Punishing doctors is the wrong way to reduce mistakes...


March 31, 2002

Punishing doctors is the wrong way to reduce mistakes

The Sun's editorial "Rx for lawmakers: Tighten medical oversight" (March 19) urged the General Assembly to pass legislation that would lower the burden of proof in disciplinary actions against physicians and reduce the role of MedChi, the Maryland State Medical Society, which administers the peer review of physicians in the disciplinary process.

On behalf of the two-thirds of all practicing Maryland physicians who are its members, MedChi is seeking to modify the flawed legislation aimed at making it easier to prosecute physicians. That's because achieving more disciplinary actions is simply the wrong goal.

The right goal is to reduce medical errors. MedChi is urging legislators to recognize that punishing physicians is the wrong approach to reducing errors, and that trying to achieve more disciplinary actions moves us away from the right goal.

Don't just take MedChi's word for it. The National Academy of Sciences' Institute of Medicine has urged professional societies and regulators alike to end the "culture of blame" that permeates health care and impedes efforts to identify and remedy medical errors.

Maryland has a great opportunity to launch a new approach. But that won't happen if legislation makes the situation worse by focusing on ways to stoke the "blame game," such as lowering the burden of proof in disciplinary actions and shaking up a peer review process that ranks Maryland third in the nation in the rate of serious disciplinary actions based on allegations of substandard care.

There is no question that harm too often results from medical errors, in Maryland and in every state.

Yet it is a well-known maxim in medicine: "First do no harm." Legislators should apply the same principle in this instance by focusing on the right goal, and not making the current process worse.

Dr. Hilary T. O'Herlihy


The writer is president of MedChi.

Methadone clinics imperil the peace of Pikesville

Residents and store owners in south Pikesville are greatly disturbed by a proposal to locate two for-profit methadone treatment clinics near the intersection of Slade Avenue and Reisterstown Road ("Residents want health officials to deny methadone licenses," March 20).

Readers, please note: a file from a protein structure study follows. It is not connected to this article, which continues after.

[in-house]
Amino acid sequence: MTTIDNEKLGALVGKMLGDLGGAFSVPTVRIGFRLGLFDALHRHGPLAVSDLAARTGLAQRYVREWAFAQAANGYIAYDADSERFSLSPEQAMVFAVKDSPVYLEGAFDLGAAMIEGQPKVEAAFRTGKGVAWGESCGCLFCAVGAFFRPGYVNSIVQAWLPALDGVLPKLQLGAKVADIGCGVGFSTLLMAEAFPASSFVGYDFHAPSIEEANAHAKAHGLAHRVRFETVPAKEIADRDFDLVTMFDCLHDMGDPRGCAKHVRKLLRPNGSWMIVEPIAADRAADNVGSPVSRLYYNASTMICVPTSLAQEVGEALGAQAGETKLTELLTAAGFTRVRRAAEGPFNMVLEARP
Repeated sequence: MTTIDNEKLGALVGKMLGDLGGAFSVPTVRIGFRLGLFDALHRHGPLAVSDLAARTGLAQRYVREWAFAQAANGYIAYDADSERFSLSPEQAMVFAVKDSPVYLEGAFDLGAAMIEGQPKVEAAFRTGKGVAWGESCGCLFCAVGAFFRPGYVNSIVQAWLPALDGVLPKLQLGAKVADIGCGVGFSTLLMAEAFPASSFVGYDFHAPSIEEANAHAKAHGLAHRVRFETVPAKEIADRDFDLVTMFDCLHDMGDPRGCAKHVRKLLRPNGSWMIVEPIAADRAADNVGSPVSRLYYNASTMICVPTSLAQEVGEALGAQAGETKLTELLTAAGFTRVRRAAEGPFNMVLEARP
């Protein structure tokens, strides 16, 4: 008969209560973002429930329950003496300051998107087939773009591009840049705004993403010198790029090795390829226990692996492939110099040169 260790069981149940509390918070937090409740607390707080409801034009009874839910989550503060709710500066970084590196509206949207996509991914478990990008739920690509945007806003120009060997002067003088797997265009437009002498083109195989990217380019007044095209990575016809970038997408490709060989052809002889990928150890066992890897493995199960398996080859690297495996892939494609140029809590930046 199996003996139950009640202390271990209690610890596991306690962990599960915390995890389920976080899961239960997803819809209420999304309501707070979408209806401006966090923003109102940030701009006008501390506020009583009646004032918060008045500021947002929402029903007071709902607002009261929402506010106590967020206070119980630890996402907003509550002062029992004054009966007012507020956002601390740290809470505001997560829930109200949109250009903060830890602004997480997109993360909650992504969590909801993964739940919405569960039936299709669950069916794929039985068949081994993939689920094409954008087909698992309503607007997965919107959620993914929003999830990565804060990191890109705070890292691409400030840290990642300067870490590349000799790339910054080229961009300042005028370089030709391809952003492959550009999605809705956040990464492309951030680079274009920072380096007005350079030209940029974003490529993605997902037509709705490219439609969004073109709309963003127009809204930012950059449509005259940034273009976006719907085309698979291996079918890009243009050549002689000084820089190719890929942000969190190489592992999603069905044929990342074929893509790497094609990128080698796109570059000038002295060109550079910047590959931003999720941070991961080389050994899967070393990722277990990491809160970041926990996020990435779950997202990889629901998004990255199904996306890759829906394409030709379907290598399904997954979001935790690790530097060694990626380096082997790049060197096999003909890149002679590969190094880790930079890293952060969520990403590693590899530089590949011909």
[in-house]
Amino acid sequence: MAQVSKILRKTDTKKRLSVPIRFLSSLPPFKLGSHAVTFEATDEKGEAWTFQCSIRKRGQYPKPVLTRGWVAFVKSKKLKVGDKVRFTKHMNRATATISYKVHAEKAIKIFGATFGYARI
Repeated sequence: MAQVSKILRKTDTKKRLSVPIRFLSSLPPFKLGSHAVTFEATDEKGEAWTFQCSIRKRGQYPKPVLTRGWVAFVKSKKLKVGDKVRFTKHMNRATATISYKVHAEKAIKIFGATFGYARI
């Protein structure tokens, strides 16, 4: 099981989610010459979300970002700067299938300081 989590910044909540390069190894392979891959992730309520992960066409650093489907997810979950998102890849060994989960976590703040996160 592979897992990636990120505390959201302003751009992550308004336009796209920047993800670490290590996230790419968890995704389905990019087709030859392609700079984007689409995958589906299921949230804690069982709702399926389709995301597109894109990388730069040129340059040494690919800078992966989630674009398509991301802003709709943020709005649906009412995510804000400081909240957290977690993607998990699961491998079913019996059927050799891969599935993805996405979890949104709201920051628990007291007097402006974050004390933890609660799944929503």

They believe the clinics would serve 300 to 600 people who would come from Baltimore City by bus or subway. Residents of the immediate area, who are predominantly senior citizens living in homes and condominiums in which they have substantial investments, resent this intrusion into their neighborhood.

No one disputes the need for methadone treatment centers, but the choice of the two Pikesville locations defies logic. And the fact that they would be situated close to each other is outrageous.

This plan should be stopped in its tracks.

Albert E. Denny


The ends of drug testing don't justify the means

I am appalled at the arrogance and the "ends justify the means" attitude displayed by Supreme Court Justice Antonin Scalia in addressing expanded drug testing in public schools ("Justices may favor wider drug testing of students," March 20).

The school district was "trying to train and raise these young people to be responsible adults," Justice Scalia argued. But neither schools nor teachers "raise" young people. That role is performed by parents or others in the home environment.

Perhaps we should stop using the term "in loco parentis" when referring to schools and substitute "in loco police."

Mark E. Romanoff


City has plenty of room for more than one theater

There can never be too many legitimate theaters in a city that aspires to be "on the map" culturally ("Next stage uncertain for grande dame," March 19).

The Mechanic Theatre is a wonderful venue, but has not kept up with the times. If it is faltering, it is not because of the threat of the Hippodrome Theater being revitalized.

And a little competition might add to the excitement of downtown nightlife.

Marylu Manning


There is no reason we can't have more than one professional theater in Baltimore. Indeed, more theaters and cultural attractions can only be assets to Baltimore's revitalization and its economy.

So let the Mechanic Theatre live on along with the newly-revived Hippodrome Theater.

John Libertini


Ending aid to Israel is the path to peace

Will someone tell President Bush that terrorism will cease when there is peace in the Middle East? And when will that be? When Israel ceases occupying Palestinian territories, and agrees to a two-state solution to the conflict with Jerusalem as a common capital. It's not that complicated.

For decades, the United States has cheerfully acquiesced in Israel's repressive policies that make a mockery of the ideals on which that state was founded. We have blandly looked on as the beneficiaries of our largesse bulldozed homes, made arrests without charge, imprisoned people without trial and shot at civilians.

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